High Court Calls on DPP to Safeguard Judicial Integrity

DPP called to ensure that courts are not co-opted into presiding over ill-fated cases


The High Court has advised the Directorate of Public Prosecutions (DPP) to uphold the integrity of the judicial system by ensuring that the courts are not drawn into overseeing contentious cases lacking in essential grounds for a successful prosecution.
This comes in the wake of a protracted legal battle between former spymaster Isaac Kgosi and the state over Kgosi’s firearms and ammunition. In making his ruling, Justice Dr Zeinub Kebonang did not spare the DPP.
“The DPP has a duty in discharging her prosecutorial functions to protect the integrity of the courts by ensuring that courts function as courts and are not co opted into presiding over ill-fated cases that do not meet the requisite threshold for a successful prosecution,” he said.

Abuse of power
“On the basis of the documents before me, I have no hesitation in arriving at the conclusion that the charges against Kgosi arising from the registration and licensing of his firearms are malafide and a glaring abuse of power.
“The charges are doomed to fail. It follows that the mootness application must fail with costs in favour of the respondent (Kgosi).”
The judge expressed a deep concern about the destructive nature of the prolonged feud, asserting that it has adversely affected careers and lives while permeating various government agencies.
Describing the case as a clash characterised by mutual dislike and mistrust between Kgosi and the Directorate of Intelligence and Security Service, Justice Kebonang emphasised the negative repercussions on the smooth functioning of government agencies.

Harm to the nation
He warned that the prolonged impasse poses a serious threat to the rule of law and the sanctity of institutions, potentially causing further harm to the nation.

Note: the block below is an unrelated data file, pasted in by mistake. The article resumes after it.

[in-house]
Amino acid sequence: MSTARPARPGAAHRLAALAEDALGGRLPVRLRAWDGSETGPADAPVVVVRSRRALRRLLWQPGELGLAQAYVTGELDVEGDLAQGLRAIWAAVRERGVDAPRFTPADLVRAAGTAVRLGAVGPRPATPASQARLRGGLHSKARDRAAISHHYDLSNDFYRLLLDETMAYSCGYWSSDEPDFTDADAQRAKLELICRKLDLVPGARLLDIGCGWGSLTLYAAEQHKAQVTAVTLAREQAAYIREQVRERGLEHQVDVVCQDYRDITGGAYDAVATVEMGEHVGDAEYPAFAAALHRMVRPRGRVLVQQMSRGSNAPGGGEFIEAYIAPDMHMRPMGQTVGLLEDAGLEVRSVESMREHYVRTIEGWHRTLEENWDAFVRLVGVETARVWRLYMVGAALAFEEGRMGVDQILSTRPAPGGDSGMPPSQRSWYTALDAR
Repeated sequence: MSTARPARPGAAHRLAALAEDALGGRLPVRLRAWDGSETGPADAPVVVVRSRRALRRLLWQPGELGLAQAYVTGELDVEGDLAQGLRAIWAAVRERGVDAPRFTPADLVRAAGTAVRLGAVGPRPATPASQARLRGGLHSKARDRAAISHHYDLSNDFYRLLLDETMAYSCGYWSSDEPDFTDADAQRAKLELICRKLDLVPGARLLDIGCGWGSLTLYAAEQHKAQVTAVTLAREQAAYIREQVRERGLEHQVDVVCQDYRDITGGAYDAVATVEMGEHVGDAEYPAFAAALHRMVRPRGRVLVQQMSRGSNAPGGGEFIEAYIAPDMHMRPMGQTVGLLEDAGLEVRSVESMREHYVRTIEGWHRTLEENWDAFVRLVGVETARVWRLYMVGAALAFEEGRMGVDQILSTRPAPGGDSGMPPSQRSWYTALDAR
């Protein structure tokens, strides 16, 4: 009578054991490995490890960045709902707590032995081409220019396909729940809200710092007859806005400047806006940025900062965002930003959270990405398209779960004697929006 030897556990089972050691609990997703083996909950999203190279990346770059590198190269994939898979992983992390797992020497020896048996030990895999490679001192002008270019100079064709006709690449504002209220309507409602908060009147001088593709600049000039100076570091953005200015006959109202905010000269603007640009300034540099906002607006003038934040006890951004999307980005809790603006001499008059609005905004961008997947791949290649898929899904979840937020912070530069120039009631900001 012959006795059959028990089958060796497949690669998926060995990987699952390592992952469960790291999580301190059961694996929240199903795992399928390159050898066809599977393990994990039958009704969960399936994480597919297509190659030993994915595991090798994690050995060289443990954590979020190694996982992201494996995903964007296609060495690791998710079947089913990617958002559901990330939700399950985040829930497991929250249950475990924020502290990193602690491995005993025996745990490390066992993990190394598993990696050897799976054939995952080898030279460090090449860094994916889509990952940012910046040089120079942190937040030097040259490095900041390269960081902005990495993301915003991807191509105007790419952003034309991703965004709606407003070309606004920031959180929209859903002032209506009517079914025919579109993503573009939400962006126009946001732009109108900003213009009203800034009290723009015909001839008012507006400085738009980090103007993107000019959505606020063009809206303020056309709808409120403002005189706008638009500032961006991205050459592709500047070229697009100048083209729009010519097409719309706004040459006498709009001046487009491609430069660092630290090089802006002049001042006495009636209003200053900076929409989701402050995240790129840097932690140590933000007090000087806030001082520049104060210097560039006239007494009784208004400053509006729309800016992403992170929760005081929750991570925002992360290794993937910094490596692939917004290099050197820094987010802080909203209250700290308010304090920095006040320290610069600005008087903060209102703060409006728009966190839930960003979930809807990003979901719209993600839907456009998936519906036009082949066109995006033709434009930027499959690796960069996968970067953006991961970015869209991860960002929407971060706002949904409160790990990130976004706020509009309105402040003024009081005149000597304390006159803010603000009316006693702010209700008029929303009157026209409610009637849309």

The legal dispute stems from an application filed by Isaac Kgosi in 2020 seeking the immediate return of his firearms and ammunition, along with corresponding permits and additional relief.
The state, in response, filed an interlocutory application to declare Kgosi’s application moot, arguing that the criminal proceedings initiated against him make his claims irrelevant.
However, in his defence, Kgosi maintained that the firearms and ammunition seized by the state were lawfully registered and licensed by the Botswana Police Service.

No legal basis
He argued that there was no legal basis for their confiscation and that the mere institution of criminal proceedings against him does not negate his ownership or possession of the firearms.
In his ruling, Justice Kebonang criticised the state, stating: “Regarding the warrant issued by the Magistrates Court, it should have been apparent to (the state) that it did not authorise the seizure of (Kgosi’s) firearms.
“Without a court order, the state conduct amounts to self-help and is in breach of the law.”
He asserted that the charges against Kgosi arising from the registration and licensing of his firearms appear malicious and represent an abuse of power.
In the end, Justice Kebonang ruled that the mootness application must fail, with costs in favour of Kgosi.